Jurys still out: If I were to judge it by its pilot, I would be ready to label The Event an abject failure. The timeline was impossible to follow, the characters were dull and uninteresting, and the events were muddled and unclear. Its hard to imagine that viewers will have much patience with this series.

Time Travel

Success: Doctor Who is the Energizer bunny of time travel television and deserves a place in history for longevity alone. Still, despite an occasional bump in the road, it usually provides quality entertainment. Life on Mars failed to get renewed for a second season, but creatively, it had some interesting moments and stayed true to the 1970s.

Failure: Journeyman failed on almost every level that the classic series Quantum Leap succeeded. Kevin McKidd is a decent enough actor, but the supporting cast lacked chemistry, and the episodes were sluggish and often poorly conceived.

Cross-Dimensional Travel

Success: The entire Stargate franchise has been an enormous success, but the current series Stargate: Universe may just be the best yet.

Failure: Flash Gordon may be the worst series in modern history to get a full season order, courtesy of -the writers strike of 2007-08. Hideous action, lame special effects, and acting akin to a high school play, its hard to find much positive to say.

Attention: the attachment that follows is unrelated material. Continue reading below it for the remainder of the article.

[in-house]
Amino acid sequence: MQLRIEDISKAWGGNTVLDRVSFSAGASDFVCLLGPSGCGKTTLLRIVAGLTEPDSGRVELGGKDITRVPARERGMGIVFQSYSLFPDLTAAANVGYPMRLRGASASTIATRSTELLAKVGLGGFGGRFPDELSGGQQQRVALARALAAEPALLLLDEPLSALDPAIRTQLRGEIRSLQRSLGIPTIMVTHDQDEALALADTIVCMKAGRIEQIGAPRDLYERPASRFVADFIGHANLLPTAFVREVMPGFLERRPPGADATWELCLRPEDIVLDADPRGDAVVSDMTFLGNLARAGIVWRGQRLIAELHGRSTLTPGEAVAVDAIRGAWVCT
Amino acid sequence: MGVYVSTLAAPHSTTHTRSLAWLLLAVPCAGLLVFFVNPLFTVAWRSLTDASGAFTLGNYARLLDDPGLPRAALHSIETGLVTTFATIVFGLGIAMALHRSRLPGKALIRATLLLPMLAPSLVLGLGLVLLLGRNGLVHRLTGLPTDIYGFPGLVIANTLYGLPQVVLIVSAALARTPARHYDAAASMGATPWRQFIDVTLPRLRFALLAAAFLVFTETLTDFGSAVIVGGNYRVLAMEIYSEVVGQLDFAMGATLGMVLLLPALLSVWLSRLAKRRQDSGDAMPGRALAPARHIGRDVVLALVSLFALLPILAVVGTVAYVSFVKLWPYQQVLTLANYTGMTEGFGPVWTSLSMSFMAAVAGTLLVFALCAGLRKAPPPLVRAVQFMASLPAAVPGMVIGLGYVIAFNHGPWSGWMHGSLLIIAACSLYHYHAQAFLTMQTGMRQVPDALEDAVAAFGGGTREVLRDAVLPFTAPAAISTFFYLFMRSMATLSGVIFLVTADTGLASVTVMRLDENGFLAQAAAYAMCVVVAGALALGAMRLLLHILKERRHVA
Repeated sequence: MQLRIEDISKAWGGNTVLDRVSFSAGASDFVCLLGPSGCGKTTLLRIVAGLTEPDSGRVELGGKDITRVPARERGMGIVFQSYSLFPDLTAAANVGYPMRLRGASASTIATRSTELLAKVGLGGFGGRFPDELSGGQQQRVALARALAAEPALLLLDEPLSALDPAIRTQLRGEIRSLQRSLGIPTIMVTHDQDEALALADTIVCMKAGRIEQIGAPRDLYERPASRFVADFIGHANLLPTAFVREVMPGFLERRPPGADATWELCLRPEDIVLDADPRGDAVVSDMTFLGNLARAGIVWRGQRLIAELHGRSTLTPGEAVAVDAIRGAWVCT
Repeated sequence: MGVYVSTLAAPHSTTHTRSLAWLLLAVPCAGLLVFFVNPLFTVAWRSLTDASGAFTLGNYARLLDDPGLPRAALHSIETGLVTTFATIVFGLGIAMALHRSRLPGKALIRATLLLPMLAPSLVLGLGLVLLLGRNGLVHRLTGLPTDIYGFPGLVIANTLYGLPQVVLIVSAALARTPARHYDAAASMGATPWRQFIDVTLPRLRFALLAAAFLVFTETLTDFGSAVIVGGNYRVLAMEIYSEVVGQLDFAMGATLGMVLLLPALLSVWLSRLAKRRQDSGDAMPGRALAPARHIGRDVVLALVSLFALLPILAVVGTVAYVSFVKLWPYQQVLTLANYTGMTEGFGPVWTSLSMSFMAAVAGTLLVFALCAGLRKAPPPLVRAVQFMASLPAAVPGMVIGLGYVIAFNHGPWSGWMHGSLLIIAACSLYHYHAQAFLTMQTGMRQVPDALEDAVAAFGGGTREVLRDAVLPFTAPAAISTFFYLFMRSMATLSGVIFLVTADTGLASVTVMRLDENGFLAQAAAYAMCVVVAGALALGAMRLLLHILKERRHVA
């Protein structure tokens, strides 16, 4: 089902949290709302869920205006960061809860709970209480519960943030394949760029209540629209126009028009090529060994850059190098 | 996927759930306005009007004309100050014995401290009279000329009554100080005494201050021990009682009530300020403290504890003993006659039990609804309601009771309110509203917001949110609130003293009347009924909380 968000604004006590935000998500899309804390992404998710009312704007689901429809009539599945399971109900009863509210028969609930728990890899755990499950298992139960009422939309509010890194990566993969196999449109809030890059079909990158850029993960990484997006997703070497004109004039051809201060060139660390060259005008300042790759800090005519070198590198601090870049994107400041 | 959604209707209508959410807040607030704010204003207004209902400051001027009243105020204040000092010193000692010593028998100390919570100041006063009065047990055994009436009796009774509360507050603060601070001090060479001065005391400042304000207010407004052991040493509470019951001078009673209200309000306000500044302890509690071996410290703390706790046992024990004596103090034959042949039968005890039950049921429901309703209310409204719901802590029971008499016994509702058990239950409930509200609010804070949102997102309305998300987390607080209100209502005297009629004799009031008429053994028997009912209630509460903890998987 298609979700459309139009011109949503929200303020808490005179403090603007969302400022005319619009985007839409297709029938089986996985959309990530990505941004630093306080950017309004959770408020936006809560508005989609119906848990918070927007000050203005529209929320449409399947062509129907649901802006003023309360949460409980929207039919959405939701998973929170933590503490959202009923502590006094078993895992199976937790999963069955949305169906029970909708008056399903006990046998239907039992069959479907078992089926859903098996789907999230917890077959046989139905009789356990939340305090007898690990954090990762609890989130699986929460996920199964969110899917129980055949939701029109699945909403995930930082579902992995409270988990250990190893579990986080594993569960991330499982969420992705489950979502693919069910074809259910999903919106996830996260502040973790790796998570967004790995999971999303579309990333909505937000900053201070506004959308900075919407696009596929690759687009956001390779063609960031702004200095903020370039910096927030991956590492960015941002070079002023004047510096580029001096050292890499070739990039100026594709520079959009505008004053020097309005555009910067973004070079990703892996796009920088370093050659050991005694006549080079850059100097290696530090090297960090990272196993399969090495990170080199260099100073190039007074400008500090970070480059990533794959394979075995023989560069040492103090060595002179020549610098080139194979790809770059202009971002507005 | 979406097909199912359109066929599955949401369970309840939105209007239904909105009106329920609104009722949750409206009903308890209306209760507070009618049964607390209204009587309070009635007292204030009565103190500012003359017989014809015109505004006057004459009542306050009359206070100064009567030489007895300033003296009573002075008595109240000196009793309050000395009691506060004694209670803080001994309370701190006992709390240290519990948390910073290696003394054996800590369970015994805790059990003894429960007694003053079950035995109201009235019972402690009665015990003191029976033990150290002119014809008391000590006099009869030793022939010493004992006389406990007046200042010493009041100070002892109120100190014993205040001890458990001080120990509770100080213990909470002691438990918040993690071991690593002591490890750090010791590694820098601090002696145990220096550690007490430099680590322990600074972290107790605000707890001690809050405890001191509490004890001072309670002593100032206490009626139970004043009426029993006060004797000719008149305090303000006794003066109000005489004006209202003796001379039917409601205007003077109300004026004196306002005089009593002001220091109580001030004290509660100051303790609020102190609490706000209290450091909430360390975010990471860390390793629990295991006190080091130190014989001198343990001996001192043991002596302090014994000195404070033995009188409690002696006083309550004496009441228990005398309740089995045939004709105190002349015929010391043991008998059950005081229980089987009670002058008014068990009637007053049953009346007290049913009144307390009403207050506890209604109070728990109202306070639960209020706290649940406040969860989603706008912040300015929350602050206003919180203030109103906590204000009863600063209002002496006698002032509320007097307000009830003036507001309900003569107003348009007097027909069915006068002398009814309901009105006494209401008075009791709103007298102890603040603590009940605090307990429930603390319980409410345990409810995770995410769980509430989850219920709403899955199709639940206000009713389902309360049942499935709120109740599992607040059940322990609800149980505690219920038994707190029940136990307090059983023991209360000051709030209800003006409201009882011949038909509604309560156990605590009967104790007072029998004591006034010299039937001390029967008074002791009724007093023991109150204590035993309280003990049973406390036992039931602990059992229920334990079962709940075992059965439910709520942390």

Secret Organizations that Protect Secrets

Successes: Torchwood and Warehouse 13 are so much fun that I almost wish such organizations did actually exist. Sure the acting is suspect in both, and each series has offered up its own fair share of poorly conceived episodes. But overall, both are quite consistent in their presentation.

Failures: Sanctuary is somehow still on television despite, well, being awful. I have been told by many that it is much better than when it started, but quite frankly, Ive never had the urge to go back. Similarly, many have tried to convince me that the atrocious Joss Whedon flop Dollhouse was good, despite the fact that my own senses confirmed that this was an uninteresting series, about an unsympathetic character, filled with plotlines and stories that nobody really cared about.

If a series takes nearly a dozen episodes to find itself, then it probably isnt worth finding.

Vampires and Other Monsters as Members of the Community

Success: Despite its flaws, and there are plenty. True Blood is quite simply engaging, gritty, and violent. It does not romanticize vampirism, but has a dark humor that can only be fully appreciated by making a total commitment to the series.

Even with marginal acting and predictable and clichéd plotlines, The CWs The Vampire Diaries is surprisingly entertaining every week. The town of Mystic Falls may be the most engaging character in the series — it resembles nearly every suburban town in the United States.